My favorite thing about assigning chores from an early age is that my girls had a good work ethic. They showed up to their chores and got them – mostly – done well. Of course, I made sure there was no confusion as to what their responsibility was with regard to the chore, we had and still do have checklists for everything, so that they could complete the task and find satisfaction in doing so.

As my older daughter is about to start her first job, I believe that the work ethic she’s learned by completing chores each and every day will pave the way for her to excel in her new position.

So, chores alone teach life skills that are necessary for your child’s future success.

Payment for Chores Teaches Life Skills

I also believe that payment for chores teaches life skills, too.

My girls were responsible for the chores whether they got paid for them or not, but I wanted them to have some additional incentive to do a good job and then be able to be rewarded for the work they did.

Because when they completed those chores and they recognized that hard work actually made a difference for them – when it came to the ability to have a little extra spending money – then they worked even harder. They took ownership over the result because they were getting payment in return for it. And they even asked if they could earn money for doing additional chores. Talk about resourcefulness, right?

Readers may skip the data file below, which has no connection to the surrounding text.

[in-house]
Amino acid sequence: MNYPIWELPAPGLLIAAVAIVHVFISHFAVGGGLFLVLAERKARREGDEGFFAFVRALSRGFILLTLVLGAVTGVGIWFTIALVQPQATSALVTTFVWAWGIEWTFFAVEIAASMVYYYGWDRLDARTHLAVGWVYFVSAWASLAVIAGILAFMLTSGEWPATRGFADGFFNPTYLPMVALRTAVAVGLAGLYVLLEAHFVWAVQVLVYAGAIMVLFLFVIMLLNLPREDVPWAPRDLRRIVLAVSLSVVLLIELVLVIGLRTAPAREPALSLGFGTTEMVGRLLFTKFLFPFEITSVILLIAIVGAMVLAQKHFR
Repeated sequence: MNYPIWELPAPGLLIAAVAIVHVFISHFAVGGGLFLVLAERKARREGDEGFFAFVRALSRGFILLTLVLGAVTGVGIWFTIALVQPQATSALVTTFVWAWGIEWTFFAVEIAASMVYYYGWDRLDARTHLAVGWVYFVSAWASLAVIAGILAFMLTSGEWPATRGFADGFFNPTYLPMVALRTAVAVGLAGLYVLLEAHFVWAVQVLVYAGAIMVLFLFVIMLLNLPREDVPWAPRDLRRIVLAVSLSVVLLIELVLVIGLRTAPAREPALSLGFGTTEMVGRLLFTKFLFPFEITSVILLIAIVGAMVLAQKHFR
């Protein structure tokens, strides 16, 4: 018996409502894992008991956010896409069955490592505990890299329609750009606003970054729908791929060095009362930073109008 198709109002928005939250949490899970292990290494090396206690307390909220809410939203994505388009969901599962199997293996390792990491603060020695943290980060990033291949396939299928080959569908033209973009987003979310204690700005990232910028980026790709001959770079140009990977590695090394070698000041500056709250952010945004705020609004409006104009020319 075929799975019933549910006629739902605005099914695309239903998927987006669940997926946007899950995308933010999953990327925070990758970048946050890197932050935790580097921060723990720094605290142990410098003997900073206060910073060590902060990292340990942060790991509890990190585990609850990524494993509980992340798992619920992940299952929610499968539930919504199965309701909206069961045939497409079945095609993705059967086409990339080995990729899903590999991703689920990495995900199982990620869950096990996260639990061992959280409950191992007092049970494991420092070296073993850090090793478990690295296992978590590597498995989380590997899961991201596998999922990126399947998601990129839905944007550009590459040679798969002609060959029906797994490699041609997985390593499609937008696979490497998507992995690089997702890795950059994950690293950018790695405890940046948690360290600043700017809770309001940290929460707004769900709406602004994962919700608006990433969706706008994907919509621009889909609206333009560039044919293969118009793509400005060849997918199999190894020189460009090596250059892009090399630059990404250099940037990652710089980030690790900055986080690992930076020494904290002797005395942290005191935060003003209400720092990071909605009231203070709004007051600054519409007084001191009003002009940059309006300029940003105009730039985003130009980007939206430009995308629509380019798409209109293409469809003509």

I think it’s also fair to say that I’ve fired my kids from chores, too. There have been times when they didn’t do their chores the right way or neglected them entirely. During those times they didn’t get paid. And they may have had to come back and do those same chores without payment for a period of time afterwards too. So, that’s a good life lesson to remember as they work toward having employment outside the home in the future. If you don’t do a good job, you can find yourself without the job AND then money, too.

Additionally, the added money to their wallets means that we get to have conversations and teach them about financial responsibility, about managing their money in a way that not only makes them happy, but blesses the community around them. My oldest might let her money burn a hole in her pocket, but she’s also the most generous person I know. And a lot of that comes from having something to give to start with. Something that she worked for. Something that mattered to her.

So, in addition to the act of chores teaching life skills, I really believe the payment for chores does as well.

What Chores Are They Responsible For?

Of course, it’s important to make sure that the chores that you are assigning your kids are age appropriate and while I’m not going to go into the details of what should be assigned for each age group, I do want you to know that the chores that they were responsible for at age 8 are not the same chores that are done now that my oldest is 17. Also, the payments have changed over the years, too.